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10 best convenience store chains in America
CSPnet
Some of the country's favorite and most profitable convenience store chains offer both great service and competitive prices, according to a feature and slideshow presented by The Daily Meal. Seven of the 10 stores on the "all things food and drink" website's unscientific list of the 10 Best Convenience Store Chains in America also made Forbes magazine's list of America's largest private companies.
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How bricks-and-mortar stores are looking more and more like physical websites
Financial Post
Online giants such as Amazon and eBay have been gleaning information about their customers' merchandise browsing and buying habits for years — and now bricks and mortar retailers are taking a page from their playbook. From in-store cameras that track how long customers pause at store displays to opt-in apps that recognize shoppers' identities and send an instant coupon to their phones, retailers are keen to discover new avenues of advantage over convenient rival websites, even as they seek to capitalize on their own Web channels and integrate them with bricks and mortar stores.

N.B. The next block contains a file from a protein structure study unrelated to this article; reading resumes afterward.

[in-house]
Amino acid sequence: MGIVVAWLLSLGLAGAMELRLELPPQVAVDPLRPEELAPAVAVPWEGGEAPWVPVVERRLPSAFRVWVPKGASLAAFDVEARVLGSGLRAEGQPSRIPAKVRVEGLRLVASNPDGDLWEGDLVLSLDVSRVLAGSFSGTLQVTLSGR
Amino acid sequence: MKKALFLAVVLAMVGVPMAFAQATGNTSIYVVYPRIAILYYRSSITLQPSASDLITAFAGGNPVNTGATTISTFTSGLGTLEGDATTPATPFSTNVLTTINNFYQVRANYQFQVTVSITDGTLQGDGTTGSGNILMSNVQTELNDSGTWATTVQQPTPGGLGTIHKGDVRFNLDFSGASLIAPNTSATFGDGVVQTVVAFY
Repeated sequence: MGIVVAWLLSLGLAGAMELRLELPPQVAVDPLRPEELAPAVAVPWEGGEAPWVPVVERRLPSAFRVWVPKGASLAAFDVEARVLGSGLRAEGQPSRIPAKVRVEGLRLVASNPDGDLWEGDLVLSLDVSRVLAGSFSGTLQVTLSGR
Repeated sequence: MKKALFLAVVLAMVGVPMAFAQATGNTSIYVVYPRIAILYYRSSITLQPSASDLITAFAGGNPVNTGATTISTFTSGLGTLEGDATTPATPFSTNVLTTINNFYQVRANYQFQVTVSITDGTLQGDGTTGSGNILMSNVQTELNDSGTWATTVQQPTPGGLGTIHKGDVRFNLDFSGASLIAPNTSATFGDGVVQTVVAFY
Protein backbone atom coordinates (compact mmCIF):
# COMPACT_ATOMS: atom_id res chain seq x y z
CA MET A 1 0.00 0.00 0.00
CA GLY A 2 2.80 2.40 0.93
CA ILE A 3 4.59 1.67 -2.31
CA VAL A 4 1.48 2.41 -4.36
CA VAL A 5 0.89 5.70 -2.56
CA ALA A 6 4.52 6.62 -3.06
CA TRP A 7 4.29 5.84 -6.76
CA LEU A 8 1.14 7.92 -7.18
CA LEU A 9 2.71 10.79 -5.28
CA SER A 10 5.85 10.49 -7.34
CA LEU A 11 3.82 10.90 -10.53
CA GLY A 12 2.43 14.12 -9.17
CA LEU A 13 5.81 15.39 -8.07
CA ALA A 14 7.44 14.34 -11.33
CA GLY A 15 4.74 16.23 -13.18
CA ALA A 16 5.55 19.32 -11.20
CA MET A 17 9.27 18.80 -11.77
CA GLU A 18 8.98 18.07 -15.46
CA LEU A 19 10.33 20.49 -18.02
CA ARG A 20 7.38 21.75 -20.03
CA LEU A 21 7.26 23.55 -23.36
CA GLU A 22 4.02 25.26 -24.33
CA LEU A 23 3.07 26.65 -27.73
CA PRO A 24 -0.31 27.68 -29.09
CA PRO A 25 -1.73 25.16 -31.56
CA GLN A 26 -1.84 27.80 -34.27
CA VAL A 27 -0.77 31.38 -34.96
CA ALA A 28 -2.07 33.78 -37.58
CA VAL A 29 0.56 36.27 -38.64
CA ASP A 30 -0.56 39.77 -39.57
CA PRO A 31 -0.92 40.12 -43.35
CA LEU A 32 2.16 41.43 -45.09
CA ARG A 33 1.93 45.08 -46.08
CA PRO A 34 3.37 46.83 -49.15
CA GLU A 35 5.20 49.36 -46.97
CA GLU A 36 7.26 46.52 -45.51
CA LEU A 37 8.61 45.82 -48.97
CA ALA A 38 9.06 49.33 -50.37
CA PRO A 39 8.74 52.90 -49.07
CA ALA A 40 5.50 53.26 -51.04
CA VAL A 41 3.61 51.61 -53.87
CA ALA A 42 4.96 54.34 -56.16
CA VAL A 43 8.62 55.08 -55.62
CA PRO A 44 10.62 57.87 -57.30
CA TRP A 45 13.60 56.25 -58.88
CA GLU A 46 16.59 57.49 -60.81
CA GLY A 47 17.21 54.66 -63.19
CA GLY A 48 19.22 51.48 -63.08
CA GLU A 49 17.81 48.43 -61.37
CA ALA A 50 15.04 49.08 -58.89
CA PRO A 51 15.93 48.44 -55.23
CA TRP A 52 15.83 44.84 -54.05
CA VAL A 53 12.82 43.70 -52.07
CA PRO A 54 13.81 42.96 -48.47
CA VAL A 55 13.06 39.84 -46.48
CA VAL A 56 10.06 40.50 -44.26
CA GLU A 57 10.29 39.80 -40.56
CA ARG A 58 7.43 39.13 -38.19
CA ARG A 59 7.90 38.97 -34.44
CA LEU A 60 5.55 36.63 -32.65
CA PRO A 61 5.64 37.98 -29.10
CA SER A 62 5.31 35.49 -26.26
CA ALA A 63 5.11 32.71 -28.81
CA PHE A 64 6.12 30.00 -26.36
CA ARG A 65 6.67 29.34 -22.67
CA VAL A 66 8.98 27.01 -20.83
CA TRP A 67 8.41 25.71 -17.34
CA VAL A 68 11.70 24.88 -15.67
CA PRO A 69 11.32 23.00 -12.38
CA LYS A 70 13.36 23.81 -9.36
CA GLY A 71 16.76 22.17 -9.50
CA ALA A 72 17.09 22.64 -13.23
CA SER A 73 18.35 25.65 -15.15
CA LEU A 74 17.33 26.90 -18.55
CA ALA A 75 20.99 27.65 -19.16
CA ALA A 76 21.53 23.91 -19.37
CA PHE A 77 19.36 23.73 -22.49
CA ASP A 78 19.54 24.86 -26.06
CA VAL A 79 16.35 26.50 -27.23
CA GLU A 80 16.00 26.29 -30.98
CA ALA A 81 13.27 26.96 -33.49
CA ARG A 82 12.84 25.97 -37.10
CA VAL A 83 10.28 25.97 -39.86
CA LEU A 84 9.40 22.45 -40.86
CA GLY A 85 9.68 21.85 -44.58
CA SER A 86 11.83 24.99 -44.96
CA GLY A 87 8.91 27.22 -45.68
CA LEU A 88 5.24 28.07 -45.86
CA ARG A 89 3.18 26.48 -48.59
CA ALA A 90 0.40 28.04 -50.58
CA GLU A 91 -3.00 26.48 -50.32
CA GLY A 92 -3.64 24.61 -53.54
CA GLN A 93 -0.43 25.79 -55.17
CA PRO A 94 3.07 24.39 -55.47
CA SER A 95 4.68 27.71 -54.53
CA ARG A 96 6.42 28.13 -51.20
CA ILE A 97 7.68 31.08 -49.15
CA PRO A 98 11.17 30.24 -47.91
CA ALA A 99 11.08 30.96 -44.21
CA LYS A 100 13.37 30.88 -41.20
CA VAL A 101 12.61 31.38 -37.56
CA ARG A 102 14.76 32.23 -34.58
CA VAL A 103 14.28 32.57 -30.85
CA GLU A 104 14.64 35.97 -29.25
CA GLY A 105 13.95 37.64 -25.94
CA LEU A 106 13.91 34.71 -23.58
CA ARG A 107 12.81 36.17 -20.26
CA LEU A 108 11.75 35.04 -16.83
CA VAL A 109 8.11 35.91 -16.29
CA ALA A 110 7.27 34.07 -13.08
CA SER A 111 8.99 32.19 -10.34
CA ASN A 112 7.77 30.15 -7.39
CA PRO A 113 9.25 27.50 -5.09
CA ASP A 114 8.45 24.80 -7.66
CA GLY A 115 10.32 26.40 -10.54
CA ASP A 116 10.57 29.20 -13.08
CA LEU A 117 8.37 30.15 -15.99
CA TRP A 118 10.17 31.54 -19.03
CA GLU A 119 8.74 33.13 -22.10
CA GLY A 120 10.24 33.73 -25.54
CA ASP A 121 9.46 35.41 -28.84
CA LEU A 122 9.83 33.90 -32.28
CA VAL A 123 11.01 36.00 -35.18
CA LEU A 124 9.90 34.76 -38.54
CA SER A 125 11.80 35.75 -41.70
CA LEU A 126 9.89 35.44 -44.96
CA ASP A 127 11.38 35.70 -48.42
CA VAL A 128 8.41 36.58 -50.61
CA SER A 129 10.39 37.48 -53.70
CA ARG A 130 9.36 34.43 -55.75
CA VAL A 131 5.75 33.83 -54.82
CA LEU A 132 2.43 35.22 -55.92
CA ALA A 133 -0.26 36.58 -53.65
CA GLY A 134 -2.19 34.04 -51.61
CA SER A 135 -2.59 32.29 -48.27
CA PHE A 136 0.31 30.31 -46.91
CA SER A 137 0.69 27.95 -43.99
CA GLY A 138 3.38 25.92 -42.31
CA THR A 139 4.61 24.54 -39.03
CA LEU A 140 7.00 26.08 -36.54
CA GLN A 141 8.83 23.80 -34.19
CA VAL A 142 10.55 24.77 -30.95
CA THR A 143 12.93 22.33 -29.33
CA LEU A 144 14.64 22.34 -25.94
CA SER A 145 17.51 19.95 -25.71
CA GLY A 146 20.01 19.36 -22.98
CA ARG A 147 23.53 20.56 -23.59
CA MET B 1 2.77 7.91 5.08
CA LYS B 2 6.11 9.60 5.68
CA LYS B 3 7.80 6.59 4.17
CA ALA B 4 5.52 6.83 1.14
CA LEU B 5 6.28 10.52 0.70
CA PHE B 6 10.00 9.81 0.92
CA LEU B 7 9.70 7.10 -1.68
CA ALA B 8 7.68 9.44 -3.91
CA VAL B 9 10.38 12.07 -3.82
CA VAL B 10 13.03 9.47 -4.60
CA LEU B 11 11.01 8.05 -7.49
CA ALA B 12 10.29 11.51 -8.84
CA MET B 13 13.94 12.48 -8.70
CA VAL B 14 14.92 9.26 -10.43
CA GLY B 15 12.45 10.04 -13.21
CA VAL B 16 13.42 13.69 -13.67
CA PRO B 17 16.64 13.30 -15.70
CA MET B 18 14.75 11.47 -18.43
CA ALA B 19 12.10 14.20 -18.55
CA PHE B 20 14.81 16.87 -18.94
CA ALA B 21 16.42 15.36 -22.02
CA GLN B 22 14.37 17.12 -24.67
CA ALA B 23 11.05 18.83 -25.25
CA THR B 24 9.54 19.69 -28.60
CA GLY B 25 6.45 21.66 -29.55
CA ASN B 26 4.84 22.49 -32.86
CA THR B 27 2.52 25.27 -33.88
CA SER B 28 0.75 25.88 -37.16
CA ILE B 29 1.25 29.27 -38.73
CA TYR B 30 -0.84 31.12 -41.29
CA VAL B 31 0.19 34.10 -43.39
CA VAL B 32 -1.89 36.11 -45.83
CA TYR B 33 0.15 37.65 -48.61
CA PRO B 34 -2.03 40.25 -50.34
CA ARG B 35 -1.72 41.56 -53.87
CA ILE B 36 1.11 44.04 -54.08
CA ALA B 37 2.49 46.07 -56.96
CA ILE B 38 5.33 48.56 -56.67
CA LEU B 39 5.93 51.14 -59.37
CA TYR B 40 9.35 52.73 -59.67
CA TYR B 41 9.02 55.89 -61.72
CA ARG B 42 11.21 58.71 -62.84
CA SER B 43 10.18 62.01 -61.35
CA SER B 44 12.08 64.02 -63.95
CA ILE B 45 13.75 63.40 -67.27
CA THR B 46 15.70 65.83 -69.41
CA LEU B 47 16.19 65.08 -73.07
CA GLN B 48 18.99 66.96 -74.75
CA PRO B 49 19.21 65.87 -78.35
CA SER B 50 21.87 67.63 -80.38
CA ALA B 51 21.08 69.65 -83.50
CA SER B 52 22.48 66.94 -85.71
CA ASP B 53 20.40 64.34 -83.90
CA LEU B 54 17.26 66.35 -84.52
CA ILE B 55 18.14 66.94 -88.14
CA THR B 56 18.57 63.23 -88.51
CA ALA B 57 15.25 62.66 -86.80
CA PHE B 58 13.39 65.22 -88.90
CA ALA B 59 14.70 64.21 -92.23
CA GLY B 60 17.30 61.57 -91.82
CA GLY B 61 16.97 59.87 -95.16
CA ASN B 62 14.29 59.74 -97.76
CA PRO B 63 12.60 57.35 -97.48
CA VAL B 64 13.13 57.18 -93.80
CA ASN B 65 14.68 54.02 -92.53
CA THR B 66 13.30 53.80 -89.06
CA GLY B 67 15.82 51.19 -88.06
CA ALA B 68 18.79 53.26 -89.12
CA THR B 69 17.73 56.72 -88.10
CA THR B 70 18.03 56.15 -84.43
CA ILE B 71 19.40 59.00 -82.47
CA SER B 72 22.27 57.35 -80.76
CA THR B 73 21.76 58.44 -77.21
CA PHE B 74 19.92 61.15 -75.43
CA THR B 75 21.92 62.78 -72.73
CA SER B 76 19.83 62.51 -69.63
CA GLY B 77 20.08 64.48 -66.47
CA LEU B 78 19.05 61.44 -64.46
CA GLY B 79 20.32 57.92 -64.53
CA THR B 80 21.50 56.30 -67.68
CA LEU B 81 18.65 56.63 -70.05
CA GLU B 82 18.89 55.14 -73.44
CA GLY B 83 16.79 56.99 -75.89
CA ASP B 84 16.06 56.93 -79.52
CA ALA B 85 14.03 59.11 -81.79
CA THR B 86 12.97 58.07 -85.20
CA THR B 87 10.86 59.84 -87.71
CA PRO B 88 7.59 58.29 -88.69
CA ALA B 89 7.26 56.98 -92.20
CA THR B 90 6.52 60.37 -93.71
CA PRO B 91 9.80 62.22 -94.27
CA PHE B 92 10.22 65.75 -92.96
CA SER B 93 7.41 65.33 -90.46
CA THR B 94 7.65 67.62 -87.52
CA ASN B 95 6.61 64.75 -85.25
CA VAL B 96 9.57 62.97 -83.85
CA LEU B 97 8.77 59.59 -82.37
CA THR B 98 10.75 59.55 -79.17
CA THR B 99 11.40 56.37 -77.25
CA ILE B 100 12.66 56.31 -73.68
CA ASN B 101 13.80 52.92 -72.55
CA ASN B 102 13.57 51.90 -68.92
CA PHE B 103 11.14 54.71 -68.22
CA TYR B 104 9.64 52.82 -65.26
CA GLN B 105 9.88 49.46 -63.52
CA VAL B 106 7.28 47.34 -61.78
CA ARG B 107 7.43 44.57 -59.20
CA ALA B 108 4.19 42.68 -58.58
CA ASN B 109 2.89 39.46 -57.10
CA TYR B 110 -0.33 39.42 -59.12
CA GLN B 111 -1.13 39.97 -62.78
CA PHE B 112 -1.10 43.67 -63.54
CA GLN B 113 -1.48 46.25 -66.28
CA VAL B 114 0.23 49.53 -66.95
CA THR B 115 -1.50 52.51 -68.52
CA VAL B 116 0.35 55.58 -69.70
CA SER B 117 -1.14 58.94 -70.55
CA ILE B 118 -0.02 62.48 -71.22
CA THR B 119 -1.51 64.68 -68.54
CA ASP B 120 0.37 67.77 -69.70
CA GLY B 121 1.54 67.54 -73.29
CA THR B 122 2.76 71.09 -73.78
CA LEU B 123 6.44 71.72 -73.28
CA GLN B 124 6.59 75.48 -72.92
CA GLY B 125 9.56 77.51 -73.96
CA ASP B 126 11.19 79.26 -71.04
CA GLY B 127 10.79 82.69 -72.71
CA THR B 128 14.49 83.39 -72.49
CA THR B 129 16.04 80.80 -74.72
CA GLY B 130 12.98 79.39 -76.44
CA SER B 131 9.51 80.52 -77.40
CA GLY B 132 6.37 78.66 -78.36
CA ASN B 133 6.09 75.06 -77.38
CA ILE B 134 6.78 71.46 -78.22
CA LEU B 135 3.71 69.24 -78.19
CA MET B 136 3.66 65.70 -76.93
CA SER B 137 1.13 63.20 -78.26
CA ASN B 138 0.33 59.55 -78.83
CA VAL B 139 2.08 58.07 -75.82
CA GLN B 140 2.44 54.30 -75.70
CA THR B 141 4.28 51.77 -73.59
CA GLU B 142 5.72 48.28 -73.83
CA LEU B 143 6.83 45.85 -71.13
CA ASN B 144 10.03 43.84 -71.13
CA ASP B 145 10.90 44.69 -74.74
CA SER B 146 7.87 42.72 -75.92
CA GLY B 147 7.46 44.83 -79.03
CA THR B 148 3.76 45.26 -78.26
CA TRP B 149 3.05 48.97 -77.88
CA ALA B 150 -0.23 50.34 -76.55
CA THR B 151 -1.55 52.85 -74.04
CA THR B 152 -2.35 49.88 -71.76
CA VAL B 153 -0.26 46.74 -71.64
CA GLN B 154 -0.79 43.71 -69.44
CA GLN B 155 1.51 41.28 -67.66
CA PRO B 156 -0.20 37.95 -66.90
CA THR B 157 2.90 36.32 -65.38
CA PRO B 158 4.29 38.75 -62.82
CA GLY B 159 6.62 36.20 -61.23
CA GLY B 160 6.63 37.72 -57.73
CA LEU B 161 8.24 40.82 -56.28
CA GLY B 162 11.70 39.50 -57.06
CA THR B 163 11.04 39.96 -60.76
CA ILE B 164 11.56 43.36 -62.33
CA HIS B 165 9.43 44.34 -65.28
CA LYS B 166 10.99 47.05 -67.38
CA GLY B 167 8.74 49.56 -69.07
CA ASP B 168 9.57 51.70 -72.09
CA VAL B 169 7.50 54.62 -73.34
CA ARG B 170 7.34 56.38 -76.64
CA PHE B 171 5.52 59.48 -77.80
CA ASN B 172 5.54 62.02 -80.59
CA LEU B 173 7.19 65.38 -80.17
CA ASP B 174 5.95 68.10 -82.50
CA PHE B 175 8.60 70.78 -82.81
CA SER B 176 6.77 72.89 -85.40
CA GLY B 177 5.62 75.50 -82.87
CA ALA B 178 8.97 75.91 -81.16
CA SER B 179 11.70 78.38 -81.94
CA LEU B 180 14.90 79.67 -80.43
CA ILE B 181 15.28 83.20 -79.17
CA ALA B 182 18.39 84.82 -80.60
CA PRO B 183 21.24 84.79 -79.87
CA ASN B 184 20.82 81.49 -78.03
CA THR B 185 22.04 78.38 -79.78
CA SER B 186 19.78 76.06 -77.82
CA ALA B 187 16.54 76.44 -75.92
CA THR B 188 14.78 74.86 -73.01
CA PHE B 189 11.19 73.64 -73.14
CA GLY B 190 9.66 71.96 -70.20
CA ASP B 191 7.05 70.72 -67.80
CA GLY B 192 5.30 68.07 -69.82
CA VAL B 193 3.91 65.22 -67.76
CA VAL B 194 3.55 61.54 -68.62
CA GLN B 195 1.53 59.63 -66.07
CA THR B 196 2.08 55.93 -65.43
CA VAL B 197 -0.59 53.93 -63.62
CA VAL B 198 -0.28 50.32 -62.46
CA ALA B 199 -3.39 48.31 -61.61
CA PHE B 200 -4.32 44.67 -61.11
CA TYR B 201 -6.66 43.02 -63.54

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Sears unveils new fast-fashion line
MarketWatch
Sears Holdings Corp. unveiled a new fast-fashion shop within its stores and website called Now + Here, providing monthly deliveries of trendy items. Edward Lampert, the billionaire hedge fund investor who controls Sears, has sought to turn around the company by spinning off some businesses and pursuing a member-centric model, using its Shop Your Way program.
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On the importance of customers and employees
By Mel Kleiman
Is it as important to value your employees as highly as you value your relationships with your customers? You bet it is! There is a direct correlation between employee job satisfaction and length-of-service with profitability. This means treating employees with respect and delivering what they want from their jobs is a crucial to long-term success. It may seem obvious that what every employee wants is money — every employer passes out paychecks. Just because you do as well, it won't inspire the kind of outstanding customer service and teamwork that keeps customers coming back and attracts new ones.
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Looking for similar articles? Search here, keyword(s): Inspiring teamwork.